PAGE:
November paused, wondering if her mom had just been insulted. Her mom was busy too being a night-nurse and a single mom to both her and her brother, Kevin.
“I see.” November nodded.
“Of course, it all depends on who you’re rooming with.” Cindy’s voice was chirpy and high-pitched. “Luckily, I get to be with Kim. Who were you assigned to?”
After the rush of changes she had undergone lately, it was hard to recall even her own name, let alone her roommate’s. Plus, as much as she loved the violin and played well, her memory was subpar. She strained to remember the girl. It started with a B…No, a G…Gammy? Suddenly, she remembered it. Gabby. Her roommate’s name was Gabby Harrison.
“Gabby Harrison,” November said.
Cindy groaned and Kimberly cackled into her hand. Immediately, November felt as though somebody had dropped an ice cube down her shirt.
“Is something wrong with her?” November asked worriedly.
“She’s just the weirdest girl here.” With a grin, Cindy exchanged knowing glances with Kimberly. “I heard she steals stuff. And she always wears black outside of class. She also clips this awful blue strip in her hair and listens to scream-o music. I bet she cuts herself, too.”
Both girls fell silent as if expecting November to have something to say. November let out a shaky sigh and glanced at the school which loomed ever closer.
“I see,” November said dumbly, knowing it was a bad answer but not sure what else there was to say about it.
Silence fell as the two of them rounded a corner and November got her first glance of St. Gabrielle’s Academy up close for the first time. She gasped and then came to a pause. Two black steel gates guarded the front of what appeared to be massive school grounds. A tall grey building with wooden double-doors sat in view of the fence. Beyond that was a church with a large chapel at the top. There was a large, industrial type building that appeared newer than the rest because of the state of the bricks. November though those must have been the dorms. Suddenly, she found it hard to breathe. She was going to be living here for the next three years? The building was beautiful, but she thought it appeared cold and lonely. North Carolina was different than Toronto in so many ways.
“A bit small, isn’t it?” Cindy said. “My last school was much bigger. Here, there are only about two hundred fifty students all together.”
The student body was small, but the massive feelings in her heart weren’t.
“You okay?” Cindy stared at her as if contemplating whether she was slow. Kimberly snorted at the expression on her face.
If I could handle an auditorium filled with ten thousand people, then I can handle a boarding school. November squared her shoulders, but toughening herself up felt as hard as smashing herself in the forehead with a hammer. While gritting her teeth and clutching her violin, she approached the double-gates behind Cindy and watched the girl turn the handle. Cindy stepped inside, then almost let the door slam on November’s nose before she luckily managed to catch it.
When November stepped on the cobble-stone street, she glanced around. A garden filled with dying flowers was to the right. A single, stooped man bent over it, patting at dark brown dirt that looked moist from a recent rain. It smelled of wet earth. She saw students’ heads in the window in the big building right in front of her and saw that all of the girls held string instruments. For the first time since she had arrived, her anxiety was batted away by the excitement of having fifty percent of her school day involve music. That was the whole point of the academy, after all. Music and learning from the best.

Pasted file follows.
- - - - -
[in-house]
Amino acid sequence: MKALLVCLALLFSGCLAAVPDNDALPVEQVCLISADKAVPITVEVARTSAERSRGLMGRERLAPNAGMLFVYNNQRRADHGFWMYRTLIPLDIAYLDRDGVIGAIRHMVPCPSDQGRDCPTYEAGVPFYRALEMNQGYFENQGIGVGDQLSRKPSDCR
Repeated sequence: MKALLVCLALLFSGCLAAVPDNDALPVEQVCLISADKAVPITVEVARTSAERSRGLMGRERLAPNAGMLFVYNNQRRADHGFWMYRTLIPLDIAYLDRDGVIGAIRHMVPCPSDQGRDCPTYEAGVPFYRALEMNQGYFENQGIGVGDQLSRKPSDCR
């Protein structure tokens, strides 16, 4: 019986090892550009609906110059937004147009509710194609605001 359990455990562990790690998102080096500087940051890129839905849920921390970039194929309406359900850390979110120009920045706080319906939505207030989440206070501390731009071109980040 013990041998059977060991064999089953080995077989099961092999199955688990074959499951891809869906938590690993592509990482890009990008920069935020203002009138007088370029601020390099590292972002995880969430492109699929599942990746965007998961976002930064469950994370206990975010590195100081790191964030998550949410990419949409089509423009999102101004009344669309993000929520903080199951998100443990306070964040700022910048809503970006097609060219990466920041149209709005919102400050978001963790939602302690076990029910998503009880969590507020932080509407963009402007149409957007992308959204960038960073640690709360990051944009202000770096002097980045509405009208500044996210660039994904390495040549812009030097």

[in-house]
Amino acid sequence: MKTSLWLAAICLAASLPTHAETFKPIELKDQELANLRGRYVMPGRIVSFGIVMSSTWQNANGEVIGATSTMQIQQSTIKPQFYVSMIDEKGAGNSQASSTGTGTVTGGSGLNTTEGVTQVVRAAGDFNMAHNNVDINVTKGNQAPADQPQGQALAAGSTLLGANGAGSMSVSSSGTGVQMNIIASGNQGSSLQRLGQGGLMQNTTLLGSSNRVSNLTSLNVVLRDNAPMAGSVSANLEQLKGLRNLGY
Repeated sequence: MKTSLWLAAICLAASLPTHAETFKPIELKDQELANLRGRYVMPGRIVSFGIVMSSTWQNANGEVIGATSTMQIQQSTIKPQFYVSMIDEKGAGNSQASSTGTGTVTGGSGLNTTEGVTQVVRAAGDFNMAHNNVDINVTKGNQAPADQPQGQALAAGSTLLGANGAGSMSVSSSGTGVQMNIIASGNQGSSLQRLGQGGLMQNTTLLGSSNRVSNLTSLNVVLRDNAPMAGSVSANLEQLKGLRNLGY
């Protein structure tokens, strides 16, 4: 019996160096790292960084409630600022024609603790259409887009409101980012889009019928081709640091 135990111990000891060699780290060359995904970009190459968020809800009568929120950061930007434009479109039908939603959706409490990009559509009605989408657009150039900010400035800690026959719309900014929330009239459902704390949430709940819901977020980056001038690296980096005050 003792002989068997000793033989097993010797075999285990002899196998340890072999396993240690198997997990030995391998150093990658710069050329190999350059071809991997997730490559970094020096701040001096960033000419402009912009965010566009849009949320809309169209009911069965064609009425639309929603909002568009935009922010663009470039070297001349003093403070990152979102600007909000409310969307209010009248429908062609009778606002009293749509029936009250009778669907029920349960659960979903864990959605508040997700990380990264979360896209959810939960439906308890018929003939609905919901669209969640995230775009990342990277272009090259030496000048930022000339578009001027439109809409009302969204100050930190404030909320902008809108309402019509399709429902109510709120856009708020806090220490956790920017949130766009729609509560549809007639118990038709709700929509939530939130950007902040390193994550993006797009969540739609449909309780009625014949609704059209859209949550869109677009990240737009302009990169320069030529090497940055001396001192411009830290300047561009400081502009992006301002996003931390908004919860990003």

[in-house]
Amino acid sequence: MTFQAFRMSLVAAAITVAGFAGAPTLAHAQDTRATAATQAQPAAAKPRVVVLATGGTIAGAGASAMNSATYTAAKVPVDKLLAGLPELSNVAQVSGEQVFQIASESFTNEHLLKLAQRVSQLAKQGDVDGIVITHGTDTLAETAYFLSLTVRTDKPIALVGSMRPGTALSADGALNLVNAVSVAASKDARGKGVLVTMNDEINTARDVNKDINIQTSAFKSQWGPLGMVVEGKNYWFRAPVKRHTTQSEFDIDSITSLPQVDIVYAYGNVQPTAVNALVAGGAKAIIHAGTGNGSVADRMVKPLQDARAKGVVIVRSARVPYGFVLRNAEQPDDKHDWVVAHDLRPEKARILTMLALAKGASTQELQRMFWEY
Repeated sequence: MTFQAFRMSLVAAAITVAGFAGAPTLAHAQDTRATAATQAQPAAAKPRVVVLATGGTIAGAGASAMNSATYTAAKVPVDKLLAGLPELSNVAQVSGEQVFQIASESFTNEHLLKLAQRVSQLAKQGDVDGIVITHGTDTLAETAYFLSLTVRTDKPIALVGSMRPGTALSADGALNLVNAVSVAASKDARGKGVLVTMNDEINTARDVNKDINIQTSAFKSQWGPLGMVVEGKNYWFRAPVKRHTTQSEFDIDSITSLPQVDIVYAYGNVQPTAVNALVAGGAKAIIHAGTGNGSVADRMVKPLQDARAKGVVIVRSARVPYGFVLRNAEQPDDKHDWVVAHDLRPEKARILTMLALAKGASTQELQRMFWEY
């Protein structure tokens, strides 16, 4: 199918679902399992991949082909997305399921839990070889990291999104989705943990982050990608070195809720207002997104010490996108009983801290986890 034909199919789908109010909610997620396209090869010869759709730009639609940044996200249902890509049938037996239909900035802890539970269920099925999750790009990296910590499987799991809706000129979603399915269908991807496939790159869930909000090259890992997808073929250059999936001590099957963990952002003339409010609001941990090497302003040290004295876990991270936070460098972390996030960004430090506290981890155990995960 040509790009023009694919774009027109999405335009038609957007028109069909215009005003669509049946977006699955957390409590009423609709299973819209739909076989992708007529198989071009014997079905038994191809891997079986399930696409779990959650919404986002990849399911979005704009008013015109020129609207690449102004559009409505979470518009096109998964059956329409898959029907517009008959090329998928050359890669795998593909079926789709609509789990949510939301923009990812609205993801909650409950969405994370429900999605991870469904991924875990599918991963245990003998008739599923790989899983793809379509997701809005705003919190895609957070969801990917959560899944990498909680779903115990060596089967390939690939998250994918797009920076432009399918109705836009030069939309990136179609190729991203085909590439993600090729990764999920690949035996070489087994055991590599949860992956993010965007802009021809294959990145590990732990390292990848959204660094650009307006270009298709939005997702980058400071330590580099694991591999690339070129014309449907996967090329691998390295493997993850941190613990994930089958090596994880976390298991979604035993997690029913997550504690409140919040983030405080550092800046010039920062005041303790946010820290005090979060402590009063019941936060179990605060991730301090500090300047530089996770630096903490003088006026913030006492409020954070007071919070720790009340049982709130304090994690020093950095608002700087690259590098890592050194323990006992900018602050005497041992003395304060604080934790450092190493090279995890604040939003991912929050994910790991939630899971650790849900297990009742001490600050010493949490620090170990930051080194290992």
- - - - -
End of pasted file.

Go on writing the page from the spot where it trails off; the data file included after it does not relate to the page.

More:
“Hey, look.” Cindy elbowed her. “You can actually smile. I was starting to think that you couldn’t.”
November slapped her hand to her face as if smiling was a crime. “Oh.”
“Yeah.” Cindy paused. “There is twenty minutes before dinner. Where do you need to go? I could show you.”
The kindness Cindy showed her made her heart become warm. “I was told to go to the office to check in.”
“No problem.” With a grin, Cindy tossed a look over her shoulder. “Hey, Kim, do you want to come?”
As if Cindy had asked if she wanted to tackle wild rhinoceroses, Kimberly shook her head and scowled. “No way. Do what you want, but I’m heading back to the dorms.”
After Kimberly stormed away, Cindy shook her head and smirked.
“Ignore her. Kim’s always been that way.” As if they were the best of friends, Cindy grabbed November’s arm. “Well, come on.”
Feeling put-off because of the infringement of her personal space, November followed Cindy through the double-doors and down three large hallways with old floors. The whole building smelled of old stone. Aged paintings covered the walls, most of them depicting biblical scenes or young girls. Cindy led November toward a door that said ‘office’ over the top, then she paused by it.
“Well, I think Mrs. Roads is going to want you alone.” Cindy leaned in close as if to whisper a great secret. “She’s an old bat, if you ask me. I don’t want anything to do with her. But I’ll see you tomorrow, okay? I’m so glad that you came here.”
Before November could say another word, Cindy whirled around and skipped down the hallway. November stared after her, then tucked a strand of bright red hair behind her ear. Her breathing was ragged and her vision spun. She felt as though she had been swept up by Cindy’s pace, and she wasn’t sure that she liked it. With a frown, November entered the office. Once inside, there was no going back.